I told myself I was going to do everything I could in honor of my son. I wanted to follow in his footsteps.

Biography

Students often credit supportive parents for their academic and professional achievements. For Machele Ruiz, it’s the other way around.

Machele’s oldest son, Jeremy, attended Ashford University between 2008 and 2009 while serving in the military. She admired her son’s academic endeavors and watched from afar while she focused on her job as an office manager for a cat hospital in Southern California. An animal lover, Machele weighed her career advancement options and decided to pursue a Certified Veterinary Practice Manager license (CVPM). However, doing so required a bachelor’s degree. The idea of attending college seemed daunting to Machele, who battles dyslexia and struggled through special education classes to narrowly graduate from high school.

“I was surprised I finished and never imagined going to college,” she admits.

Inspired by Jeremy’s hard work, and with his support, Machele began reaching out to community colleges only to be rejected for various reasons.

Jeremy encouraged his mother to contact an enrollment advisor at Ashford University, but Machele had become so discouraged by her previous failed attempts that she gave up her pursuit of a degree.

“No one would let me start at their school,” she says. “When the community colleges kept turning me down, I thought it was a sign to give up.”

Instead Machele focused on her work at the cat hospital while continuing to support her son, who was on track to become the first member of her family to earn a bachelor’s degree.

Sadly, that day would never come. In 2010, Jeremy passed away, and in an instant everything changed, including Machele’s priorities.

“Since Jeremy’s passing I kept feeling as though there was something I needed to do, however I was not sure what it was,” she explains. On the second anniversary of her son’s death, and at the age of 48, her mission became clear: to earn her college degree.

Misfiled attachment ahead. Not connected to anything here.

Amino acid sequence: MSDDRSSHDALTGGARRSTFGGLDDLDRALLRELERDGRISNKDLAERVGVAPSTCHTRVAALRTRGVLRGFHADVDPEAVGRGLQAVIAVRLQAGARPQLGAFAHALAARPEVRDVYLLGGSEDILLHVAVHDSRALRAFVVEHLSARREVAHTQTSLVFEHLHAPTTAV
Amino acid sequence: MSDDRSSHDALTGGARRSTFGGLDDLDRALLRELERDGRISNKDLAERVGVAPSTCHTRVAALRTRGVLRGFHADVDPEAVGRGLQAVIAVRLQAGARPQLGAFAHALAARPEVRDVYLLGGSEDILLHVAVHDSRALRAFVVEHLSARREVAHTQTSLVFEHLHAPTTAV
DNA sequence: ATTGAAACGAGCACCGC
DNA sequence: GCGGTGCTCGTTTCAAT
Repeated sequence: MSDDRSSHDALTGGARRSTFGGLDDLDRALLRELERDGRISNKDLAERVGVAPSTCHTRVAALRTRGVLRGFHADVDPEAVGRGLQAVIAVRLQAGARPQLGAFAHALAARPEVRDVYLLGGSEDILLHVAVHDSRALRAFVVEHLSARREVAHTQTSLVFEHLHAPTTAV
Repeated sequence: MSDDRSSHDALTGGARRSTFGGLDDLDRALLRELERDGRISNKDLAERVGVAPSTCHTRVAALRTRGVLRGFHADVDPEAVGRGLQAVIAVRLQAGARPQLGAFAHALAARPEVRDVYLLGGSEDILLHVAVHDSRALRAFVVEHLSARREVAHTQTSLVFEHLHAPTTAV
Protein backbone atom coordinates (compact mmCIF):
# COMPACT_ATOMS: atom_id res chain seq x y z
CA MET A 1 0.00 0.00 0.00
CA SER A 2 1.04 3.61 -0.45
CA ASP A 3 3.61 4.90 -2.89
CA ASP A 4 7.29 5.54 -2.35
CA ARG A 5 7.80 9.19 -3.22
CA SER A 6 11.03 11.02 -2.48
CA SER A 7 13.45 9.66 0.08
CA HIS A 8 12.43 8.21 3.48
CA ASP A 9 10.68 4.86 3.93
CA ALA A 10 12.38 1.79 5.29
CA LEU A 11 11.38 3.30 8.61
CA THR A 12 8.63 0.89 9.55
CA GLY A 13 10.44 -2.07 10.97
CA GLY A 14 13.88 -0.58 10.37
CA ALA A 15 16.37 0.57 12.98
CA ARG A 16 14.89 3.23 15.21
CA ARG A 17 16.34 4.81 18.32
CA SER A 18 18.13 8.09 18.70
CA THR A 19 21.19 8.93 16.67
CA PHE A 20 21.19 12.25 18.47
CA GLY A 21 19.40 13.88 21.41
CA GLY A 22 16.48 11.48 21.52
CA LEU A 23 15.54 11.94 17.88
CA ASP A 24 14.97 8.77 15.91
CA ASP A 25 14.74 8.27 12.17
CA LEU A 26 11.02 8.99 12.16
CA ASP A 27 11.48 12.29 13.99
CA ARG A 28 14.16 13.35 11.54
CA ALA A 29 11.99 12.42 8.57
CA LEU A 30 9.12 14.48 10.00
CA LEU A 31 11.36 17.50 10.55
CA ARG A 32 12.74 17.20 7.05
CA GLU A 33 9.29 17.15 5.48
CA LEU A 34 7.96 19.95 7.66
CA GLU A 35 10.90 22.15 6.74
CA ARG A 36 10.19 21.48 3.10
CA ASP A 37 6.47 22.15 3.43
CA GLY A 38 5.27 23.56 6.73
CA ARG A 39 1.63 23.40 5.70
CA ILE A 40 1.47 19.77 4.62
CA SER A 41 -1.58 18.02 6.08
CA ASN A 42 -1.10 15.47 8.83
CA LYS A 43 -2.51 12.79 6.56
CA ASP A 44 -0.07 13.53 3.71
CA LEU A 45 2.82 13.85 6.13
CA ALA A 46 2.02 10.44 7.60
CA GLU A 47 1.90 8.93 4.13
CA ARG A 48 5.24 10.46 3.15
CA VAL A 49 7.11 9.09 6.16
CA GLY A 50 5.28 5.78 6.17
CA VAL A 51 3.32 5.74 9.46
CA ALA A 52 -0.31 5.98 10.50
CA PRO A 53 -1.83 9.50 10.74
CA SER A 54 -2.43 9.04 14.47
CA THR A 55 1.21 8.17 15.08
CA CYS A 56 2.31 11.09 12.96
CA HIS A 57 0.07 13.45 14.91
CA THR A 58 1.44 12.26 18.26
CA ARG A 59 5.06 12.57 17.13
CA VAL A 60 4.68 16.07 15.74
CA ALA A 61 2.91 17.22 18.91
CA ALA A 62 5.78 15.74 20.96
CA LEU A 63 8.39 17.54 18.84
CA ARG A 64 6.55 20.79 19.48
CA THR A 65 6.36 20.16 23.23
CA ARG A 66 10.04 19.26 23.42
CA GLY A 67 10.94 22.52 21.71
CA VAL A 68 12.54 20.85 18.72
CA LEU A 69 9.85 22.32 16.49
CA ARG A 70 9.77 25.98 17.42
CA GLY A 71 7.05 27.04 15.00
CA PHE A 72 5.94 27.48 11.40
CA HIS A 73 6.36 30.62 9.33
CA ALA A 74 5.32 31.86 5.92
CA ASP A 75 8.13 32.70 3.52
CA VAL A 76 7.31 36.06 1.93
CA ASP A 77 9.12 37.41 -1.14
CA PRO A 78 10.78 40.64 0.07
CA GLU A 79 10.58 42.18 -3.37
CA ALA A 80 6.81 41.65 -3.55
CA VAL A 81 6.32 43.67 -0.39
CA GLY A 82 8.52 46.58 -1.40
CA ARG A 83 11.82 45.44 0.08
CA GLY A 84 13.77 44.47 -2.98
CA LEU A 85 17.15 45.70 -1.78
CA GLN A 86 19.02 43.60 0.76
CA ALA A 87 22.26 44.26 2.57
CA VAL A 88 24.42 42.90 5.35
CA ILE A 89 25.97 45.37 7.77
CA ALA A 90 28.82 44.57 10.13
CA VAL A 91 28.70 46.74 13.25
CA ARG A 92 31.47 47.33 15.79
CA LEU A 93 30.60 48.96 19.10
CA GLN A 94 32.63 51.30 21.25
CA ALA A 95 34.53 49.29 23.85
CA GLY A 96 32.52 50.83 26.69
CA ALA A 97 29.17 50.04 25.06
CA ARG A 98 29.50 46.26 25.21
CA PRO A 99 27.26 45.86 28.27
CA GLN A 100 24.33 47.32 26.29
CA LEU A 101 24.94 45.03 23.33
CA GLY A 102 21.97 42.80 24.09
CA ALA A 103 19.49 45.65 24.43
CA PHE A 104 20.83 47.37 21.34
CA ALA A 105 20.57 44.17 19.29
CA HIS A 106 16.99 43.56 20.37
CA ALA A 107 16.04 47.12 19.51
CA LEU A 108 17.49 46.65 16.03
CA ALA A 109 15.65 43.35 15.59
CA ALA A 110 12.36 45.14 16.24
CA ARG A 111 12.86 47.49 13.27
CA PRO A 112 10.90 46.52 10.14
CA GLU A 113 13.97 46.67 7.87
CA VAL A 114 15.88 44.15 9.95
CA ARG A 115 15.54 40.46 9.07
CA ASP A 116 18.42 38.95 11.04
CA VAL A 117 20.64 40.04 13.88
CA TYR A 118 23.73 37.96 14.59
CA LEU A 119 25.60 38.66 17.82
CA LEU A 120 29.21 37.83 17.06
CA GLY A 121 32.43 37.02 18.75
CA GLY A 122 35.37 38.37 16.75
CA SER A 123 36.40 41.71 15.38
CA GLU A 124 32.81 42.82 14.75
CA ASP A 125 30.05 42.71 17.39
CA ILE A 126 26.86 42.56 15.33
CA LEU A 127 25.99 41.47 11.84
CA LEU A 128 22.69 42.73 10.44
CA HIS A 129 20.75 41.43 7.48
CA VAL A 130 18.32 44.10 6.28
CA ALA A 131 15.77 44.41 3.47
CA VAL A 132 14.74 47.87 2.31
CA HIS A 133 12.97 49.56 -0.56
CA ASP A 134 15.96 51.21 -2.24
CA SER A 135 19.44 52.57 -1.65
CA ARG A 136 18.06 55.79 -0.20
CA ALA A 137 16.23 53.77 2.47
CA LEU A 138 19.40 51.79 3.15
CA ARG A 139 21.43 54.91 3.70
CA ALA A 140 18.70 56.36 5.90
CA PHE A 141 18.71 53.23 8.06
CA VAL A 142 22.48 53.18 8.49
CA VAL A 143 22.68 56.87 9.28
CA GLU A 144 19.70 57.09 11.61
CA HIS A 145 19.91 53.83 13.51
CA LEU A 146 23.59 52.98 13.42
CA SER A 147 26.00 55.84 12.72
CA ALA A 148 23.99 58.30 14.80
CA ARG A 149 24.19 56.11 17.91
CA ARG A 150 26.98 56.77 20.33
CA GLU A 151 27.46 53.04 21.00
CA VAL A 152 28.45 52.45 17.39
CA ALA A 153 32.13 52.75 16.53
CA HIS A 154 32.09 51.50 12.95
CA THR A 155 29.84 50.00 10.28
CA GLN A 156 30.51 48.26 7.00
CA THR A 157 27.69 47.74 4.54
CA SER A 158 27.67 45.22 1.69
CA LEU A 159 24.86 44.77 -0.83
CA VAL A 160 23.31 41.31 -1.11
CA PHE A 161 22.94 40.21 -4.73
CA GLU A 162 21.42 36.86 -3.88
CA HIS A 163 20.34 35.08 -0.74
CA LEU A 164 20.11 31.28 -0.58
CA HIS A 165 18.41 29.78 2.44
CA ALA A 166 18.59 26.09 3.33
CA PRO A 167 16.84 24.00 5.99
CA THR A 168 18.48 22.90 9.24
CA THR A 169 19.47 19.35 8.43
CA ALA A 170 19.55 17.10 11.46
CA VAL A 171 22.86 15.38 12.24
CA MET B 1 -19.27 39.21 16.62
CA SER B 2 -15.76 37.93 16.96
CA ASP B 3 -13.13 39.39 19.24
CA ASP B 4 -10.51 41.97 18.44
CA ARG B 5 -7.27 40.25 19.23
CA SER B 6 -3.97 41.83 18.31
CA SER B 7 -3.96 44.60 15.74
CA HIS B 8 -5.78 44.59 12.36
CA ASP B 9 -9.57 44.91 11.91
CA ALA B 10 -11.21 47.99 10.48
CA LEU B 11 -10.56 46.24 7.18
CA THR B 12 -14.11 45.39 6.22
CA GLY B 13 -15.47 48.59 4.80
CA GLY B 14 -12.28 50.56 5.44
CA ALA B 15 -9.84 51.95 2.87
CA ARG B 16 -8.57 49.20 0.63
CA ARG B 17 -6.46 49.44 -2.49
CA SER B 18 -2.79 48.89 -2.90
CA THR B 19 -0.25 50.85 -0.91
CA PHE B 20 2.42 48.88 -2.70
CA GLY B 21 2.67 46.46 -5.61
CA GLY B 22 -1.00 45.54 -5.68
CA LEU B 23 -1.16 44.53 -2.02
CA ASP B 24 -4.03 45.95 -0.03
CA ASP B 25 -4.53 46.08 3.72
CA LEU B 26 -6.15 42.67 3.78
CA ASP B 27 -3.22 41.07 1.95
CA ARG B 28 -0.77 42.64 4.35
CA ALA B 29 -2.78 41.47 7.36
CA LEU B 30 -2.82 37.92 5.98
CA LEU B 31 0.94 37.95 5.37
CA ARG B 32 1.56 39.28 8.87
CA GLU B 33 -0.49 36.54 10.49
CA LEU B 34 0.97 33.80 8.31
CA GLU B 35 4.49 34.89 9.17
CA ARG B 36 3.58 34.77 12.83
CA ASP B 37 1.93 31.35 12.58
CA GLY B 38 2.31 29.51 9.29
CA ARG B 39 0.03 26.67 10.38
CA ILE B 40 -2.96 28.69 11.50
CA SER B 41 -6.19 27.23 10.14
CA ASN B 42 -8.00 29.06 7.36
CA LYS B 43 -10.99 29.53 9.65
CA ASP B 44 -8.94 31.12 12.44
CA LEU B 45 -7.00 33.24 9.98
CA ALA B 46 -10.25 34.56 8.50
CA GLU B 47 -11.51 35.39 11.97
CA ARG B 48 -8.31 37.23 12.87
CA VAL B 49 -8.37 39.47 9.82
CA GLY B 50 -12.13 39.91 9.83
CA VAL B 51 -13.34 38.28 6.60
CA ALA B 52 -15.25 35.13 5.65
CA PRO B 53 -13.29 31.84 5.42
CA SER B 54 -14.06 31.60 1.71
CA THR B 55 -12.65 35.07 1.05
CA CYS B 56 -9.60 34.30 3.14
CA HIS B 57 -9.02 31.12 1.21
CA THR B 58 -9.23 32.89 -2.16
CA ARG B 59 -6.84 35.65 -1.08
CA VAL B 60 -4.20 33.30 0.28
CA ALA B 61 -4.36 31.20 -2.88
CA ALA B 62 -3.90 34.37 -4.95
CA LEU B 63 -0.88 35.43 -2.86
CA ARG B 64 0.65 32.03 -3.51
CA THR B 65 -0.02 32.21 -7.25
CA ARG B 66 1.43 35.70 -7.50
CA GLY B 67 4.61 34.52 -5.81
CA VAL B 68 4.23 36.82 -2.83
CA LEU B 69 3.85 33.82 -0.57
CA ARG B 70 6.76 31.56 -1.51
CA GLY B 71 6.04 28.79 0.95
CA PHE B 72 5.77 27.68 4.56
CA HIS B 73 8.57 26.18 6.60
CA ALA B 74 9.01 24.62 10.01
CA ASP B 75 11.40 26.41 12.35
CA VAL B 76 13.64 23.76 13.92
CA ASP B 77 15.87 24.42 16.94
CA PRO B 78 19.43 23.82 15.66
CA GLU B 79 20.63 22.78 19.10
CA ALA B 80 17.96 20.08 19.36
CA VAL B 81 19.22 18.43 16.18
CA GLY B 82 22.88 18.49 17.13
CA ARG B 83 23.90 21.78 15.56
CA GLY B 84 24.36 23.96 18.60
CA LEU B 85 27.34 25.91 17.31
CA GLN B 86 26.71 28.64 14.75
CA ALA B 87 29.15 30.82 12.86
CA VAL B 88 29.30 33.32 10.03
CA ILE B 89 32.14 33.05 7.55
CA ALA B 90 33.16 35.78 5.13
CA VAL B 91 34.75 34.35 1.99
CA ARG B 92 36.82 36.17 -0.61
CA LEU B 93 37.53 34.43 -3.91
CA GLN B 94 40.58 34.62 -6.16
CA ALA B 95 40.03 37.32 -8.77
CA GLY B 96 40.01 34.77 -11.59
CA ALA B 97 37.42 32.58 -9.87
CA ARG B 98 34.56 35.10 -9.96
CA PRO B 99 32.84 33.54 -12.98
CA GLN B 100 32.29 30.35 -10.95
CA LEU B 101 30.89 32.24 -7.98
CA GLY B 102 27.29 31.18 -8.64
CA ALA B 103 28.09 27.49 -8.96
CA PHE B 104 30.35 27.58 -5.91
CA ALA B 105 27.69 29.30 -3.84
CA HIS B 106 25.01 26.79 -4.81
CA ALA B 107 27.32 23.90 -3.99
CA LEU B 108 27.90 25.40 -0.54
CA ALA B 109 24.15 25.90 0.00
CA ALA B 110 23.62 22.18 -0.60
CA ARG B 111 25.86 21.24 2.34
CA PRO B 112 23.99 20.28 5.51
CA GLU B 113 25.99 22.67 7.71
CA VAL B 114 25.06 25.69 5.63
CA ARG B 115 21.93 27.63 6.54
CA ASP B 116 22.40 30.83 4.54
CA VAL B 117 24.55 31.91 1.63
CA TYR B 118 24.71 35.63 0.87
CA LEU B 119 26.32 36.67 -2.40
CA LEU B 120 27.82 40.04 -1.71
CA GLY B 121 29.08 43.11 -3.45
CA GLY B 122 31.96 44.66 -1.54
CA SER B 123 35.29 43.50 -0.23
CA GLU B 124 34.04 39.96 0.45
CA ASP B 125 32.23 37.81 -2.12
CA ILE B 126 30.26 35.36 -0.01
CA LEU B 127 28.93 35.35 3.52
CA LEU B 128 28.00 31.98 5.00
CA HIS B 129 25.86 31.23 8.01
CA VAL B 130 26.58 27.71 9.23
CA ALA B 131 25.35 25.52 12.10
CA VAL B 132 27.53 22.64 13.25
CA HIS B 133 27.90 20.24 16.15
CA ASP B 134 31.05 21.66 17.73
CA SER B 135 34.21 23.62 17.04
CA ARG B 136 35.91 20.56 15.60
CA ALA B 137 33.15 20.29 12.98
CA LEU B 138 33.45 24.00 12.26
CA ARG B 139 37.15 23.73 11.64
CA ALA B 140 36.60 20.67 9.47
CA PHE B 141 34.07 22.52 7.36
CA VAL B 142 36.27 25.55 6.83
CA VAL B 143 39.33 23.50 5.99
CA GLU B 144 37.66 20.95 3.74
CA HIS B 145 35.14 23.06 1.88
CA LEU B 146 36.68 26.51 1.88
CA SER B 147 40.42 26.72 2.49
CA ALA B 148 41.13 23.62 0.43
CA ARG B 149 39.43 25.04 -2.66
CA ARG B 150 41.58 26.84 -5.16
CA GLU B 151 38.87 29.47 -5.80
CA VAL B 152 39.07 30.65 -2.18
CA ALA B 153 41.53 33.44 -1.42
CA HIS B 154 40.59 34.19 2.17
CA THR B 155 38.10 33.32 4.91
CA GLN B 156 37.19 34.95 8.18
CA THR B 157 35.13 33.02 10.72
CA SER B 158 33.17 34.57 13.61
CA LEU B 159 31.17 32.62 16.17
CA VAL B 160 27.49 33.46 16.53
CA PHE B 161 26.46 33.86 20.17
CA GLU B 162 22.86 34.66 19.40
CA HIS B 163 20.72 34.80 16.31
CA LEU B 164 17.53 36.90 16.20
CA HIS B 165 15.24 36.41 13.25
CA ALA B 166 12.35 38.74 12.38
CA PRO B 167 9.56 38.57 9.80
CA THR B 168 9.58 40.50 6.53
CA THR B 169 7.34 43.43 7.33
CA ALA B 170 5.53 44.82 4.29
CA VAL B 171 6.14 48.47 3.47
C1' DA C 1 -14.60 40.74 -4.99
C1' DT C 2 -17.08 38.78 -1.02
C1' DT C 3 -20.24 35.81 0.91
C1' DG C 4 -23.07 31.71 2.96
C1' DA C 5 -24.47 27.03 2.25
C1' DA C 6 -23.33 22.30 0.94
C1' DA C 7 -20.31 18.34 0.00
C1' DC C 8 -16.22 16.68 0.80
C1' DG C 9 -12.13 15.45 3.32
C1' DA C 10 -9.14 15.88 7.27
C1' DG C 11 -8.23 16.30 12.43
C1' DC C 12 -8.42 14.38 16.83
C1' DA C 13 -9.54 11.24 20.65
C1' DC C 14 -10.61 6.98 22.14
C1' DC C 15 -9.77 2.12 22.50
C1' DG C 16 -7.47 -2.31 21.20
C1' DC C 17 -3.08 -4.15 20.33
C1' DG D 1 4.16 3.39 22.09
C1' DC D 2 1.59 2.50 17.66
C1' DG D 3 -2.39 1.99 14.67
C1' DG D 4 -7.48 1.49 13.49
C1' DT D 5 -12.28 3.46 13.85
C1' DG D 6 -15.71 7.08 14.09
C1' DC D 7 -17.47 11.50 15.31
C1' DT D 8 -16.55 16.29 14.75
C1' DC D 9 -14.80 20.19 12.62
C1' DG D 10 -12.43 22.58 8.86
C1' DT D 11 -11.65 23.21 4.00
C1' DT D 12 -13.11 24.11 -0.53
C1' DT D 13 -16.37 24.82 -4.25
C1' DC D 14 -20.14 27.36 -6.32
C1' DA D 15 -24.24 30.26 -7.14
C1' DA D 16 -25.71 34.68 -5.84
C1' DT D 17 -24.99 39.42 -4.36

“I told myself I was going to do everything I could in honor of my son,” she says. “I wanted to follow in his footsteps.”

A noble endeavor, but there was just one catch — Machele couldn’t recall the name of the university her son had attended and once insisted she contact. Call it fate or kismet, or maybe just the powers of Google, but one quick search online led her to Ashford University.

“I called immediately and within a few weeks I had started my own class,” she says.

At first, attending college while dealing with the pressures of everyday life was overwhelming for Machele, but she changed her mindset and began viewing her journey as an adult student through a different lens.

“When I first started, I kept looking at how many classes I needed to take in order to graduate,” she recalls. “Then I told myself, ‘Don’t look at how many classes you still need to take. Instead, look at how many you have completed. Once I adopted that attitude, the time went by so quickly.”

In 2015, Machele was invited to join Ashford University’s CHAMPS mentor program, where she was able to share her positive outlook with fellow students and ultimately discovered her true passion — helping others.

“After the first few months as a mentor, I realized I really enjoyed helping students overcome their hurdles in life,” she explains.

At the time, she had still been working toward a career as a CVMP. After two years as a volunteer mentor, however, her path changed when she accepted a position as program coordinator for CHAMPS. Ultimately she earned her MA in Organizational Management with an Organizational Leadership Specialization, also at Ashford University.

“I found my niche,” she says. “There wasn’t a CHAMPS program when I started at Ashford, and I felt lost. I don’t want others to feel that way. It’s been a great way to give back to the students what my son had given to me,” she says.

In this role, Machele encourages students to utilize the many resources available to assist them, including Ashford’s Writing Center and Career Services, as well as to join student organizations like the Golden Key International Honour Society and Sigma Beta Delta, of which she is a member.
 
“There is a light at the end of the tunnel, but you must continue to dig and not give up,” she says. “Every day I thank my son for finding Ashford and for letting me know about the school. Today, I live the dream that he once had.”

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